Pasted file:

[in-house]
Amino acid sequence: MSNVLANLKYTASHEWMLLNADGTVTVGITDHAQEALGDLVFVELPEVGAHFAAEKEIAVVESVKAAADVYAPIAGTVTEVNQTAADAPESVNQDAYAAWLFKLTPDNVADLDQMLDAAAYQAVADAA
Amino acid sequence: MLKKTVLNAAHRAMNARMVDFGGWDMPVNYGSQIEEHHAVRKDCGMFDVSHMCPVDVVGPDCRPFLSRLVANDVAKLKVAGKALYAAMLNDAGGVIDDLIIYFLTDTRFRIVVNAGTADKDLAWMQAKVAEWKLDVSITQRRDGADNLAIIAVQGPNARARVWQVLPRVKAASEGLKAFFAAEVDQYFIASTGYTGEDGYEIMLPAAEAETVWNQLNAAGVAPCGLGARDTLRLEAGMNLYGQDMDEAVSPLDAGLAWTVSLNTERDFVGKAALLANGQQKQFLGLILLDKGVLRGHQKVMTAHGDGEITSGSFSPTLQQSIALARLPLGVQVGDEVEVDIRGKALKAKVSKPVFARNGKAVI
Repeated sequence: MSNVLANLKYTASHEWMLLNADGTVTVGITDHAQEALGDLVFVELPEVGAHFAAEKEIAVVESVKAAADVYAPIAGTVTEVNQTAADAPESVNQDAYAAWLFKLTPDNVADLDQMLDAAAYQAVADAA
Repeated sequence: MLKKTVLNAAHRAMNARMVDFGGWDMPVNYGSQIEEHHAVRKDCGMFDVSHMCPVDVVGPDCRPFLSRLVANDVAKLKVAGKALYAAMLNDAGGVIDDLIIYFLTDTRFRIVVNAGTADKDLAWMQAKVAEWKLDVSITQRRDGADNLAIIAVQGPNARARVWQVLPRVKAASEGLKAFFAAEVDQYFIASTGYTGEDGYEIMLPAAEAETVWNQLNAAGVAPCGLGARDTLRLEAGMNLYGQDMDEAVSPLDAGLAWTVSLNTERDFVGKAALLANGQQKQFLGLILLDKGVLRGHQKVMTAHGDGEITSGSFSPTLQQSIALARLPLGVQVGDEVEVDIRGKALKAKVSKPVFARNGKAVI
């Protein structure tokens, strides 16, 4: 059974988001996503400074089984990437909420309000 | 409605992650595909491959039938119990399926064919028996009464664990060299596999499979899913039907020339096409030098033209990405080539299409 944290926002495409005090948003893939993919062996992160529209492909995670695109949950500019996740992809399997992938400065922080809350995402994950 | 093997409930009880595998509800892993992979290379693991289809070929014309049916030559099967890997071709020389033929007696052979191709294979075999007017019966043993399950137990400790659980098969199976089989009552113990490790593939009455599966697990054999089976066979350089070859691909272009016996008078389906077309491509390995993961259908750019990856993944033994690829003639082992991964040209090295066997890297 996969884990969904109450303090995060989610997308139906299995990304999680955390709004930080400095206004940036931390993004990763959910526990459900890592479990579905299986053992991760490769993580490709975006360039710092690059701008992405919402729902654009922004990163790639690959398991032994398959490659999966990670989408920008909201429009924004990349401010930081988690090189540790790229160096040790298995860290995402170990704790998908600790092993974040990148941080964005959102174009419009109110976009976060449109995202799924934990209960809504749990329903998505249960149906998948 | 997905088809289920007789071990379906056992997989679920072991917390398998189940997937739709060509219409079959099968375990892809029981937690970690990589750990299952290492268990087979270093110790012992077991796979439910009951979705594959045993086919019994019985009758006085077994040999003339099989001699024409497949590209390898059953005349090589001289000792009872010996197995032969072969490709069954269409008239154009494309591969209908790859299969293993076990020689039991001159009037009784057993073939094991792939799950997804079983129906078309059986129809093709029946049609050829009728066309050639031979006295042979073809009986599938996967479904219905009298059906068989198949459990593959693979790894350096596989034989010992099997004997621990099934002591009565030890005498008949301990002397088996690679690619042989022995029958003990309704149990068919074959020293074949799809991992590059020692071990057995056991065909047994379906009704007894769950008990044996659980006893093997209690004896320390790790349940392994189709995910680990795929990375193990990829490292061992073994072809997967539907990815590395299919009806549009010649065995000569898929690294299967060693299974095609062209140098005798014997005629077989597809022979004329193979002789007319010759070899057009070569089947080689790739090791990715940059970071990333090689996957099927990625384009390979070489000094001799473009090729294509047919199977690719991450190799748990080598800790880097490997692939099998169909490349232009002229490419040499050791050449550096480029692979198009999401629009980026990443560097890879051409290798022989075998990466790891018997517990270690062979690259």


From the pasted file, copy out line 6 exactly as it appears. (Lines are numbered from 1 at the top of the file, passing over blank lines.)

């Protein structure tokens, strides 16, 4: 059974988001996503400074089984990437909420309000 | 409605992650595909491959039938119990399926064919028996009464664990060299596999499979899913039907020339096409030098033209990405080539299409 944290926002495409005090948003893939993919062996992160529209492909995670695109949950500019996740992809399997992938400065922080809350995402994950 | 093997409930009880595998509800892993992979290379693991289809070929014309049916030559099967890997071709020389033929007696052979191709294979075999007017019966043993399950137990400790659980098969199976089989009552113990490790593939009455599966697990054999089976066979350089070859691909272009016996008078389906077309491509390995993961259908750019990856993944033994690829003639082992991964040209090295066997890297 996969884990969904109450303090995060989610997308139906299995990304999680955390709004930080400095206004940036931390993004990763959910526990459900890592479990579905299986053992991760490769993580490709975006360039710092690059701008992405919402729902654009922004990163790639690959398991032994398959490659999966990670989408920008909201429009924004990349401010930081988690090189540790790229160096040790298995860290995402170990704790998908600790092993974040990148941080964005959102174009419009109110976009976060449109995202799924934990209960809504749990329903998505249960149906998948 | 997905088809289920007789071990379906056992997989679920072991917390398998189940997937739709060509219409079959099968375990892809029981937690970690990589750990299952290492268990087979270093110790012992077991796979439910009951979705594959045993086919019994019985009758006085077994040999003339099989001699024409497949590209390898059953005349090589001289000792009872010996197995032969072969490709069954269409008239154009494309591969209908790859299969293993076990020689039991001159009037009784057993073939094991792939799950997804079983129906078309059986129809093709029946049609050829009728066309050639031979006295042979073809009986599938996967479904219905009298059906068989198949459990593959693979790894350096596989034989010992099997004997621990099934002591009565030890005498008949301990002397088996690679690619042989022995029958003990309704149990068919074959020293074949799809991992590059020692071990057995056991065909047994379906009704007894769950008990044996659980006893093997209690004896320390790790349940392994189709995910680990795929990375193990990829490292061992073994072809997967539907990815590395299919009806549009010649065995000569898929690294299967060693299974095609062209140098005798014997005629077989597809022979004329193979002789007319010759070899057009070569089947080689790739090791990715940059970071990333090689996957099927990625384009390979070489000094001799473009090729294509047919199977690719991450190799748990080598800790880097490997692939099998169909490349232009002229490419040499050791050449550096480029692979198009999401629009980026990443560097890879051409290798022989075998990466790891018997517990270690062979690259």